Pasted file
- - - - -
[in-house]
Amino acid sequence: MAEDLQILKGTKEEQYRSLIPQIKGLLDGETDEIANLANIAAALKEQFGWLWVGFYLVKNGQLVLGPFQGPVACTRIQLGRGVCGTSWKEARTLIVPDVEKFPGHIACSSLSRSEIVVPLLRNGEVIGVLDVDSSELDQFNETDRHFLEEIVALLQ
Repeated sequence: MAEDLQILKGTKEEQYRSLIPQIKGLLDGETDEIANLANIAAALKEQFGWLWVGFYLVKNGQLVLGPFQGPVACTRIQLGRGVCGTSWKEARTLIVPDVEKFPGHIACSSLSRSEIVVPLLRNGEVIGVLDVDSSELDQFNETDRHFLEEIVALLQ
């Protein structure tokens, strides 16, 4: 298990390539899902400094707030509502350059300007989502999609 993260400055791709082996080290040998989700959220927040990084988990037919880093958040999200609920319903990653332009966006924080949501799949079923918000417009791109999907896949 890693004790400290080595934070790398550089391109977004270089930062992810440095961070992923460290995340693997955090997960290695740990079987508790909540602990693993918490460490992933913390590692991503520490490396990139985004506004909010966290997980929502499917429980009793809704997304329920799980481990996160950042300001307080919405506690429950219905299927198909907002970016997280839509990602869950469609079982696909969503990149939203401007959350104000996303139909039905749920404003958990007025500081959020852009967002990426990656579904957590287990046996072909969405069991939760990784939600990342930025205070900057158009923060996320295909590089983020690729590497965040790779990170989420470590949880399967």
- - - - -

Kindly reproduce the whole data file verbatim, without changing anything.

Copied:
[in-house]
Amino acid sequence: MAEDLQILKGTKEEQYRSLIPQIKGLLDGETDEIANLANIAAALKEQFGWLWVGFYLVKNGQLVLGPFQGPVACTRIQLGRGVCGTSWKEARTLIVPDVEKFPGHIACSSLSRSEIVVPLLRNGEVIGVLDVDSSELDQFNETDRHFLEEIVALLQ
Repeated sequence: MAEDLQILKGTKEEQYRSLIPQIKGLLDGETDEIANLANIAAALKEQFGWLWVGFYLVKNGQLVLGPFQGPVACTRIQLGRGVCGTSWKEARTLIVPDVEKFPGHIACSSLSRSEIVVPLLRNGEVIGVLDVDSSELDQFNETDRHFLEEIVALLQ
């Protein structure tokens, strides 16, 4: 298990390539899902400094707030509502350059300007989502999609 993260400055791709082996080290040998989700959220927040990084988990037919880093958040999200609920319903990653332009966006924080949501799949079923918000417009791109999907896949 890693004790400290080595934070790398550089391109977004270089930062992810440095961070992923460290995340693997955090997960290695740990079987508790909540602990693993918490460490992933913390590692991503520490490396990139985004506004909010966290997980929502499917429980009793809704997304329920799980481990996160950042300001307080919405506690429950219905299927198909907002970016997280839509990602869950469609079982696909969503990149939203401007959350104000996303139909039905749920404003958990007025500081959020852009967002990426990656579904957590287990046996072909969405069991939760990784939600990342930025205070900057158009923060996320295909590089983020690729590497965040790779990170989420470590949880399967």